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The public sector (also called the state sector) is the part of the economy composed of both public services and public enterprises. Public sectors include public goods and governmental services such as the military, law enforcement, infrastructure (public roads, bridges, tunnels, water supply, sewers, electrical grids, telecommunications, etc.), public transit, public education, along with health care and those working for the government itself, such as elected officials. The public sector might provide services that a non-payer cannot be excluded from (such as street lighting), services which benefit all of society rather than just the individual who uses the service. Public enterprises, or state-owned enterprises, are self-financing commercial enterprises that are under public ownership which provide various private goods and services for sale and usually operate on a commercial basis.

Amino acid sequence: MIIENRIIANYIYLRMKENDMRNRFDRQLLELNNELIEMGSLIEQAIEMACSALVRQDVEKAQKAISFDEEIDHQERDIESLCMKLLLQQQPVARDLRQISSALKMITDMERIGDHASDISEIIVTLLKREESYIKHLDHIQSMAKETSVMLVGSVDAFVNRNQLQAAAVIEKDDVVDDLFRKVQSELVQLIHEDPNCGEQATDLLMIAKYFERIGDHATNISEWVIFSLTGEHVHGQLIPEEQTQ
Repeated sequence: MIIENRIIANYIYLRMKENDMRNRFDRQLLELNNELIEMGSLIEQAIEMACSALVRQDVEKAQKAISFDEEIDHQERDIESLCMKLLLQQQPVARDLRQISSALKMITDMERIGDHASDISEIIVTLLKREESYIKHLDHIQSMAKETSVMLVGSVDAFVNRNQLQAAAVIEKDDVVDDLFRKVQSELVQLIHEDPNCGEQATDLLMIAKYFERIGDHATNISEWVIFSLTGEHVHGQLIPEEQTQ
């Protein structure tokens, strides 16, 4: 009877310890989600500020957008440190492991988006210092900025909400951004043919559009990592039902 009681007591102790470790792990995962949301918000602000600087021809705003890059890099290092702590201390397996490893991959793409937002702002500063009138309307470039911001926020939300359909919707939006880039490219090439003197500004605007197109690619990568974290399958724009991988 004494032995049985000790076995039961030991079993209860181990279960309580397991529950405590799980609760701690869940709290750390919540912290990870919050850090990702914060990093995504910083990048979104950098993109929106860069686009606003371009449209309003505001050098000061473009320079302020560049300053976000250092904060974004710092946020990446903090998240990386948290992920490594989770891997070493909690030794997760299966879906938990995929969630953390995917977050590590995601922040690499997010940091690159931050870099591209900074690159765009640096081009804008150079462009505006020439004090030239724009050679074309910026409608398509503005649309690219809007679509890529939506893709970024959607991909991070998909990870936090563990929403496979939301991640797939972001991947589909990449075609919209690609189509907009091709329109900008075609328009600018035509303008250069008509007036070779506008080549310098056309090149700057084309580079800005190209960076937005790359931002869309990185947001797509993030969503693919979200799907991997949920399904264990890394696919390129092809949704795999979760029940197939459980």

Grantham (/ˈɡrænθəm/ GRAN-thəm) is a market and industrial town in the South Kesteven district of Lincolnshire, England. It straddles the London–Edinburgh East Coast Main Line and the River Witham and is bounded to the west by the A1 north–south trunk road. It lies about 23 miles (37 kilometres) south of the county town, Lincoln, and 22 miles (35 kilometres) east of Nottingham. The population in 2016 was put at 44,580.[1] Grantham is known as the birthplace of former UK Prime Minister Margaret Thatcher, for educating Isaac Newton at the King's School, as the workplace of the UK's first female police officer, Edith Smith in 1914, and for making the UK's first running diesel engine in 1892 and tractor in 1896. Thomas Paine worked there as an excise officer in the 1790s.